My gang sped up. Faster, faster they went, and I began to fall behind, panicking, gasping, struggling along in my gumboots on the deep snow and mud, too blown to as much as shout “Hey, wait up!” Well, I did, but it seemed the snow absorbed all sound. Panic shrivelled my voice, and I had every reason to panic. Pounding up behind me, just paces away, was an alien gang of towering 8 & 9-year-olds. Then they caught me.
Ever seen those nature programs when the cheetah catches its prey? How the poor beast, knowing it is doomed, instantly ceases the struggle? That was me. I went into shock, braced myself for awful things, and the humiliation began. They promised frightening things coming soon, declared me a wimp, sissy, etc (‘wimp’ and ‘loser’ were not used in 1959, but you get the idea), roughed me around, rammed snow down my collar, then flung me deep into scrubbery, laughing. What a hoot!
I tripped on a dead branch, fell painfully in a shower of snow, and listened to them laughing and jeering as they moved on. I was, understandably, rather glum. I fell at once into a severe depression, being – with all my might and skill – the miserable hapless victim … trapped … severely in need of rescue … soon … which finally did not come.
Believe me, I really radiated victimhood and neediness. I wallowed in the moment, I really worked it, but I had no audience. There was no Mother to pull me out. No feckin’ brother, either! Just silence, discomfort, some minor scratches and bruises, and my bum attitude.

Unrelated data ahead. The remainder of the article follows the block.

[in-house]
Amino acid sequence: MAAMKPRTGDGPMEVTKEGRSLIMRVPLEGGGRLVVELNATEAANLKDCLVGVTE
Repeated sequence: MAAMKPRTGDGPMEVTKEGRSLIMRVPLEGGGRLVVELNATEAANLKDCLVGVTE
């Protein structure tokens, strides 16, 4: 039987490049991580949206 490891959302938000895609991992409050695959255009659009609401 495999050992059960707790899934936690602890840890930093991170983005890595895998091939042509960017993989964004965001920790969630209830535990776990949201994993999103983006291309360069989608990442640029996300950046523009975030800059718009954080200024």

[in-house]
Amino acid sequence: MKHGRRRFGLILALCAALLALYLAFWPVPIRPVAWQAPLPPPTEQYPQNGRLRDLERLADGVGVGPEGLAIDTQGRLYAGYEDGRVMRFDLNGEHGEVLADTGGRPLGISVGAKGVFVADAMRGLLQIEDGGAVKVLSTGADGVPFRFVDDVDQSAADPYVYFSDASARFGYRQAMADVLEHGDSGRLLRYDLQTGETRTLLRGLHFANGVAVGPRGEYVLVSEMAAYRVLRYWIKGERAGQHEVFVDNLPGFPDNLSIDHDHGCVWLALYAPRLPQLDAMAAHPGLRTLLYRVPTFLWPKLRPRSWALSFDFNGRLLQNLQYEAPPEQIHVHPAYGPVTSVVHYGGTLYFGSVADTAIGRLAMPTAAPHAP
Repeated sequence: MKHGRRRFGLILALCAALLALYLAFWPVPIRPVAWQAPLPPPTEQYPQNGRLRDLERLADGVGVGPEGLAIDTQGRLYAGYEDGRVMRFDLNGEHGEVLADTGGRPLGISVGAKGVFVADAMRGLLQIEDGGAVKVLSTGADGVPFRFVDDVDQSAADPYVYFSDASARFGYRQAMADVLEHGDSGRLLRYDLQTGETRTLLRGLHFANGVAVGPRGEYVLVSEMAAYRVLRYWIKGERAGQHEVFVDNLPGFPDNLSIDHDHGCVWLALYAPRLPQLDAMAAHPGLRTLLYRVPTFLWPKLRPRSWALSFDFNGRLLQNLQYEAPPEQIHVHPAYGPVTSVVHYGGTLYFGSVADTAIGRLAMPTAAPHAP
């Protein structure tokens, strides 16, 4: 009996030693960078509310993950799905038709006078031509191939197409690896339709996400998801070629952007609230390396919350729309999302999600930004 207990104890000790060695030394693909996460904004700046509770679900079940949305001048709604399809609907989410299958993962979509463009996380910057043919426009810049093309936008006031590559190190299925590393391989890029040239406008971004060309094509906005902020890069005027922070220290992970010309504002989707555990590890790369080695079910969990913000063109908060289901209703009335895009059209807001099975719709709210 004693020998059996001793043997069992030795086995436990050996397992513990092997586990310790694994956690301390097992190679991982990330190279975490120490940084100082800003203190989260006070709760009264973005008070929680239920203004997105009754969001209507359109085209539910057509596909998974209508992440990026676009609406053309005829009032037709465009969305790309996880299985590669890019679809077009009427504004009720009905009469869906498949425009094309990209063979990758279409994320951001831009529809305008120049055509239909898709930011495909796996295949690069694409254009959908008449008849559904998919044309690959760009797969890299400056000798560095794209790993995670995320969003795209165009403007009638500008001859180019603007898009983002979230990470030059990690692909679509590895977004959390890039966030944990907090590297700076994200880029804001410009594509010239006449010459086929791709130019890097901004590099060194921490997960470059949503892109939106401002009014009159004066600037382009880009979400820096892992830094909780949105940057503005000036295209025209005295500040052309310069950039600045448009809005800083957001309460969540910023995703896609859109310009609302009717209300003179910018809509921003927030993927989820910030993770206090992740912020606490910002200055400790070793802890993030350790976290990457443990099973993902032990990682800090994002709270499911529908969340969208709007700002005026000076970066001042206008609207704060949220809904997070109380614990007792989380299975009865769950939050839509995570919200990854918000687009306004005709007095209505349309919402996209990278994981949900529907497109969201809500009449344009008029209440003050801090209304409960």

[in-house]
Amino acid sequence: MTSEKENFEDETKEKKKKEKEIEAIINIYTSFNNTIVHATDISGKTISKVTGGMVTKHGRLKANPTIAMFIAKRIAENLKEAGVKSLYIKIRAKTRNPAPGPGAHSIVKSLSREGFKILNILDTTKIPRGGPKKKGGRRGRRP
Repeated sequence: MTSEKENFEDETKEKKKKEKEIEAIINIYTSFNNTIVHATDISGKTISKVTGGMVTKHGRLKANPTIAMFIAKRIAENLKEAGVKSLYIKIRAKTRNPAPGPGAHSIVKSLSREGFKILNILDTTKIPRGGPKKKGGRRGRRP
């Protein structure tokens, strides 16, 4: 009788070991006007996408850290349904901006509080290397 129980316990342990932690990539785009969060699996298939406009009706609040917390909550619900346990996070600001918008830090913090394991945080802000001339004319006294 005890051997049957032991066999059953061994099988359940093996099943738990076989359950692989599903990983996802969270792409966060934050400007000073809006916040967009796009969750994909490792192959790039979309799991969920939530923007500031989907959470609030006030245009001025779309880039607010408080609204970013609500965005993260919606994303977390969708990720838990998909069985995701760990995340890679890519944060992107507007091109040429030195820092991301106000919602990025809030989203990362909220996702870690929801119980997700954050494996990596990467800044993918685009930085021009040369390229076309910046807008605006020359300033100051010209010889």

I should be grateful for that moment. I finally got sick of being a pathetic wimp/sissy/loser, regained a bit of spine, struggled back to the track, saw nough of my group, and (hating them and their utter failure to protect me) I went home.
Now here’s the kicker:
40 years later I was living in Temuka (- a small country town in NZ’s South Island), and I befriended the guy at the local video-hire place. We’d talk about many things. He bought some of my books. I gave him a woodworking commission. Then one day we realised that we were both from Dunedin. In fact he was from Halfway Bush. We had lived a mile apart, but worlds apart too. Different school, slightly different ages, etc… “You know it was a funny thing; that:” I began, “We boys all had our little gangs, almost street by street, and we treated each other as strangers; enemies; but really we were all the same. Just kids. Yet there was this ritual of humiliating that we just had to dish out to each other…” And I began telling him about my lonely assault in the snow…
And he suddenly became very shifty. Very, VERY, shifty. Suddenly: no eye contact. Slowly my story dried up. Something was amiss – And we both quickly moved on, “Yeah, boys will be boys, eh?!” “Yeah, hah-hah-hah.” He did not admit it, but I knew then that he had been there that day. There was no mistaking it. Him and his gang. He remembered.
How freaking bizarre is that?!